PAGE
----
Competens Support for JASP: An Interview with Don van den Bergh

Recently JASP has received generous financial support from the Competens Foundation ( This foundation manages an IT skills fund with the express purpose to stimulate growth and innovation by supporting IT projects throughout The Netherlands. With the support from the Competens Foundation the JASP team was fortunate to be able to re-hire a highly competent R programmer and JASP veteran: Don van den Bergh (  

In this interview we talk to Don and have him outline his Competens plans. For those of you who are eager to know what innovations you can expect, these are (1) a “survey” module for the analysis of survey data; (2) a “Stan” module for probabilistic Bayesian programming; (3) a first exploration of a Bayesian quality control module, which has the potential to make industries function more effectively.

An Interview with Don van den Bergh

Q1: Don, can you tell us something about yourself, and your previous involvement with JASP?

A1: I am a postdoctoral researcher at the University of Amsterdam. During my PhD, I worked on various Bayesian models, ranging from ANOVA and linear regression models to more exotic models such as cultural consensus theory. It came quite naturally to also contribute to JASP, in particular for the Bayesian ANOVAs and linear regression as these analyses are often used in practice. Over time, I became more involved in JASP and also programmed things outside of my direct statistical expertise, such as network analysis and a rudimentary plot editor.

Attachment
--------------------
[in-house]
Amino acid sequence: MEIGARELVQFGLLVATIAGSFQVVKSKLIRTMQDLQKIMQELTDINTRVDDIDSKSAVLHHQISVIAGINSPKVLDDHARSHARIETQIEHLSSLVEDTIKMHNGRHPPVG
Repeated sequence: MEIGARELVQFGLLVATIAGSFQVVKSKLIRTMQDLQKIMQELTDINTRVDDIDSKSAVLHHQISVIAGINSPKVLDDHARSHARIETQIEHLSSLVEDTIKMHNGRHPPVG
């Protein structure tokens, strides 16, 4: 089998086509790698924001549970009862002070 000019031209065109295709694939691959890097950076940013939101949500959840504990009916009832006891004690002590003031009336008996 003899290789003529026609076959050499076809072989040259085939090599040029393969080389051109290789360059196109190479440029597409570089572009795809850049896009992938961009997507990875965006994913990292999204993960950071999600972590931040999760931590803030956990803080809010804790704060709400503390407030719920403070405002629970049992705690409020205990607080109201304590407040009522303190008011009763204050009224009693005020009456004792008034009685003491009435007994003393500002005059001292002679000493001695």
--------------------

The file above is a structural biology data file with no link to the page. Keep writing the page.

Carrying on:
Q2: So now you have officially joined the JASP team again, what concrete “Competens projects” will you initiate? Why did you decide to work on these and not others?

A2: I went down the list of open issues and one of the oldest open issues is a feature request for survey data ( Multiple related requests have been made over the years, so I figured this might be a good moment to sit down and take the time to implement survey analyses properly. While there are definitely other things I would (and probably will) spend time on, I figured that as an open-source project, JASP strongly benefits from community input, which only really works if we also listen to that input.

Q3: Can you say anything about the timeline of these projects?

A3: My goal is to finish the survey module near the end of 2024. That timeline should suffice for a first version. If any key features are missing after that these can hopefully be brought to our attention by our users.

Q4: Do you have any other activities planned?

A4: Aside from the usual bug fixes that end up on my plate, I plan to support students who contribute to Bayesian quality controls and provide support for other developers in general. Depending on my schedule, I would like to add some additional functionality to the plot editor.

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